1921
image of Malaria Diagnosed in an Urban Setting Strongly Associated with Recent Overnight Travel: A Case–Control Study from Kampala, Uganda
  • ISSN: 0002-9637
  • E-ISSN: 1476-1645
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Abstract

Malaria is frequently diagnosed in urban Kampala, despite low transmission intensity. To evaluate the association between recent travel out of Kampala and malaria, we conducted a matched case–control study. Cases were febrile outpatients with a positive malaria test; controls were febrile outpatients with a negative test. For every two cases, five controls were selected, matching on age. Data were collected on recent overnight travel out of Kampala (past 60 days), destination and duration of travel, and behavioral factors, including sleeping under an insecticide-treated net (ITN) during travel. From July to August 2019, 162 cases and 405 controls were enrolled. The locations of residence of cases and controls were similar. More controls were female (62.7% versus 46.3%, < 0.001). Overall, 158 (27.9%) participants reported recent overnight travel. Travelers were far more likely to be diagnosed with malaria than those who did not travel (80.4% versus 8.6%, OR 58.9, 95% CI: 23.1–150.1, < 0.001). Among travelers, traveling to a district not receiving indoor residual spraying of insecticide (OR 35.0, 95% CI: 4.80–254.9, < 0.001), no ITN use (OR 30.1, 95% CI: 6.37–142.7, < 0.001), engaging in outdoor activities (OR 22.0, 95% CI: 3.42–141.8, = 0.001), and age < 16 years (OR 8.36, 95% CI: 2.22–56.2, = 0.03) were associated with increased odds of malaria. Kampala residents who traveled overnight out of the city were at substantially higher risk of malaria than those who did not travel. For these travelers, personal protection measures, including sleeping under an ITN when traveling, should be advocated.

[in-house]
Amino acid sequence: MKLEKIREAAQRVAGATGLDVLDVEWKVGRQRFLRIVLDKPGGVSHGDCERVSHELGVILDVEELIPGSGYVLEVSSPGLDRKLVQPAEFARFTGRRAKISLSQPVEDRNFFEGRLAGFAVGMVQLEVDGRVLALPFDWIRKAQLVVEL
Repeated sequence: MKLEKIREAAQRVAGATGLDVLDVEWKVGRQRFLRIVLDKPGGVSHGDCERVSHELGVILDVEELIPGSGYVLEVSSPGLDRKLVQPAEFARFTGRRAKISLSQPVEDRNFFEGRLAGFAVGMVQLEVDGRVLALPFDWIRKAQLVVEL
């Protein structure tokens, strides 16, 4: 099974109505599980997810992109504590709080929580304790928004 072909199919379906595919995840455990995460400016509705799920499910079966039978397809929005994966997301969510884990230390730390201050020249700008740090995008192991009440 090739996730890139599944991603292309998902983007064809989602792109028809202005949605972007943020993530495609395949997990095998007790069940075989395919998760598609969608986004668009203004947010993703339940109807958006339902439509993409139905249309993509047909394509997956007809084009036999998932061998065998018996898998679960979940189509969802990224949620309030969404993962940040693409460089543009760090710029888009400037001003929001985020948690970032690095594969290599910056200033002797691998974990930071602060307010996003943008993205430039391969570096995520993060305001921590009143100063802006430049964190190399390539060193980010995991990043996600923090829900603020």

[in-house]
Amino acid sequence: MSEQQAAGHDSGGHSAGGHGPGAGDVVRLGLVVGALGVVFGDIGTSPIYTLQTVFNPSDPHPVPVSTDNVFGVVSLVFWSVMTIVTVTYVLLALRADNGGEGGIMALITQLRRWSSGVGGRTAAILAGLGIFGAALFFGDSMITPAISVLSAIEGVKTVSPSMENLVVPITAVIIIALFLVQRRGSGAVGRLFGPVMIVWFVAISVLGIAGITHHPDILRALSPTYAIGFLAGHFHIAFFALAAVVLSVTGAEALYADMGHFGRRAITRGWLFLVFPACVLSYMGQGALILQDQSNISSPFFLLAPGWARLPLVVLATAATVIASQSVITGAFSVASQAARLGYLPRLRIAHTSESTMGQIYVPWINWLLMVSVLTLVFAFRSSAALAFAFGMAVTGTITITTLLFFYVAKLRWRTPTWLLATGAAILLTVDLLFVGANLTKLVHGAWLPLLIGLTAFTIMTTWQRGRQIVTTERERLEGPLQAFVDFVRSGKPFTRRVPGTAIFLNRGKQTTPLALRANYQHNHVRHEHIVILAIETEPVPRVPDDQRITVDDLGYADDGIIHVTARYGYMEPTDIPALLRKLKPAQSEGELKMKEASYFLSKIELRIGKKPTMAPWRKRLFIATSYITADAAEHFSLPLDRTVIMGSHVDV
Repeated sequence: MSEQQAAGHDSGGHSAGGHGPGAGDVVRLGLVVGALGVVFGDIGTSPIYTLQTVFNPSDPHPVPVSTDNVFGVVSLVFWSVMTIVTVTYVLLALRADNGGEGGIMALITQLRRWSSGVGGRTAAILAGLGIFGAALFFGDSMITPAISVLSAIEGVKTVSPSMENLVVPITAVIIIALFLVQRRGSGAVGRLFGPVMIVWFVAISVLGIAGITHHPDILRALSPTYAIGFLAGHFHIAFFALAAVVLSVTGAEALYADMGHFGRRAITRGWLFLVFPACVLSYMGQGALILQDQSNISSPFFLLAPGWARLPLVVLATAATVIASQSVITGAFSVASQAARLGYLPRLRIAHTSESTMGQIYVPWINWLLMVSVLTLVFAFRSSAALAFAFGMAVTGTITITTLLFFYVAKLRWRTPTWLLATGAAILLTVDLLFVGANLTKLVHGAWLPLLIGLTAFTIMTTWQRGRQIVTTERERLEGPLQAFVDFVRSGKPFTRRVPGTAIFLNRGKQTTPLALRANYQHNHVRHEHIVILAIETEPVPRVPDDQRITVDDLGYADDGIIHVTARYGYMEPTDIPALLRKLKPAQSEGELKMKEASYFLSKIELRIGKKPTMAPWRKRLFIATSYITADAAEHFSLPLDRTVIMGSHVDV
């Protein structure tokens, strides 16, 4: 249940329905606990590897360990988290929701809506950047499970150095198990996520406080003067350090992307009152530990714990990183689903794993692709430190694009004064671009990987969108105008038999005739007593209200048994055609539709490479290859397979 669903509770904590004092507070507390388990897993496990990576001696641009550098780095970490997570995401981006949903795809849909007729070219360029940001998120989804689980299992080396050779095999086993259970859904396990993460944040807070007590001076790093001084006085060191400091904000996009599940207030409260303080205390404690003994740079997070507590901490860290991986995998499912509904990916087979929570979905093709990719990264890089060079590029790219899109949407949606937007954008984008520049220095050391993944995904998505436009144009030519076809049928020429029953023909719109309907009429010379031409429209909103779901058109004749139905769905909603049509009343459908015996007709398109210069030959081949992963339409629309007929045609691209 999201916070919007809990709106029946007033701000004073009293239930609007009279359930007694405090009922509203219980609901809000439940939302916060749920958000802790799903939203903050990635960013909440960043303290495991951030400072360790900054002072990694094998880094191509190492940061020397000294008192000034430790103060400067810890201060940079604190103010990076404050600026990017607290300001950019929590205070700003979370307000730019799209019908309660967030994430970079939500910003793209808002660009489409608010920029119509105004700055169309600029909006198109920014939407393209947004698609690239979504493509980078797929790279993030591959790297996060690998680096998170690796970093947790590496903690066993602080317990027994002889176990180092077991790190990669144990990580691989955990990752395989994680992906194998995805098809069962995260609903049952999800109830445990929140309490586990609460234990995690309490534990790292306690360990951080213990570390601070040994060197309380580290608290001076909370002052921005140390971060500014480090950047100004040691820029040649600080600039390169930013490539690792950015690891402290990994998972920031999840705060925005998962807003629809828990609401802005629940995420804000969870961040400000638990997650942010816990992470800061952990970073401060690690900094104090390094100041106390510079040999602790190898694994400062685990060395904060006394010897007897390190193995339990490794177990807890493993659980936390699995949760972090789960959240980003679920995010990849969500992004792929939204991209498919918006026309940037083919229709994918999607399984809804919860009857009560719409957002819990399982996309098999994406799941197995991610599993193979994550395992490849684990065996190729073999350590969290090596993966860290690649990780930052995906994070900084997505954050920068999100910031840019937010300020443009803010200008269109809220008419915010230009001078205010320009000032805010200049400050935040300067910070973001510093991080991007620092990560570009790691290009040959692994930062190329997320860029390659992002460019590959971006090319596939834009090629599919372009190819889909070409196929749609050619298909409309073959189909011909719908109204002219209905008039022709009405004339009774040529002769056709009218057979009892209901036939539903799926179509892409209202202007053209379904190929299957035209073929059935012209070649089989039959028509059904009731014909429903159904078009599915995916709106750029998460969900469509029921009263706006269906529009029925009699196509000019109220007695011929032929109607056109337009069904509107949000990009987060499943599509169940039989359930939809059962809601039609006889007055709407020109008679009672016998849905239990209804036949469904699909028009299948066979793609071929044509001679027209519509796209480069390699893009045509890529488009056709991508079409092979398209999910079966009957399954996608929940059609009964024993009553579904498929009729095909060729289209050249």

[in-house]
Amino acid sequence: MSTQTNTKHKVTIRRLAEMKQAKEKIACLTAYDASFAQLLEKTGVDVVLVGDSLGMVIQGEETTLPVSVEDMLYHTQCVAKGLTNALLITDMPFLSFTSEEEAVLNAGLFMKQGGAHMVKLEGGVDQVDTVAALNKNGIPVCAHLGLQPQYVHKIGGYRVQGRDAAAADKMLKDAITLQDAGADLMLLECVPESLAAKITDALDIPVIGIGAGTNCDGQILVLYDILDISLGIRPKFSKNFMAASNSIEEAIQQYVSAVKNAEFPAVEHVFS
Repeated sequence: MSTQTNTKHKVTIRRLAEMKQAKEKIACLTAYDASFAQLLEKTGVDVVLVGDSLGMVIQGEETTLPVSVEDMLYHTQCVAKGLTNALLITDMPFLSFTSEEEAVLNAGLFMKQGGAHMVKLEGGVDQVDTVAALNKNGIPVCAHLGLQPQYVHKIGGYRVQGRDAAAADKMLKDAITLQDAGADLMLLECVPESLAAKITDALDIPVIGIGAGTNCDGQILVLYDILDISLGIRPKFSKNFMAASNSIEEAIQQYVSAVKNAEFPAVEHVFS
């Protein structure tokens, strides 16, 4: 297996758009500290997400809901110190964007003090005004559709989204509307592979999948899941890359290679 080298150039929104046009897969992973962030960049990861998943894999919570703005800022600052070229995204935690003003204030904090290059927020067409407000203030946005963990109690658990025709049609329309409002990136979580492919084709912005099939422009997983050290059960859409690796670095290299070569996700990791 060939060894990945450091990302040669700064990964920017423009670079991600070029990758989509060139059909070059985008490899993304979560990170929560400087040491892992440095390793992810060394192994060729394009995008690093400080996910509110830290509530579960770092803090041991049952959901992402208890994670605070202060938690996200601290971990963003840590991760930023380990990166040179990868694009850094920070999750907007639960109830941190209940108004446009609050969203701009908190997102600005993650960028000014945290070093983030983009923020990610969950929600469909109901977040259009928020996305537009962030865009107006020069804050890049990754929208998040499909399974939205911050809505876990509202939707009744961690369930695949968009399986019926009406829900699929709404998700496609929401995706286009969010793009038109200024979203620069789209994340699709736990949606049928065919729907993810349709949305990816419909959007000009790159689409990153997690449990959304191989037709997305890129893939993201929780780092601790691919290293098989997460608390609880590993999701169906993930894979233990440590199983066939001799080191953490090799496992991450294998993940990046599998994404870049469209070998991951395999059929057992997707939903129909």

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/content/journals/10.4269/ajtmh.20-0189
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http://instance.metastore.ingenta.com/content/journals/10.4269/ajtmh.20-0189
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  • Received : 13 Mar 2020
  • Accepted : 11 May 2020
  • Published online : 24 Aug 2020
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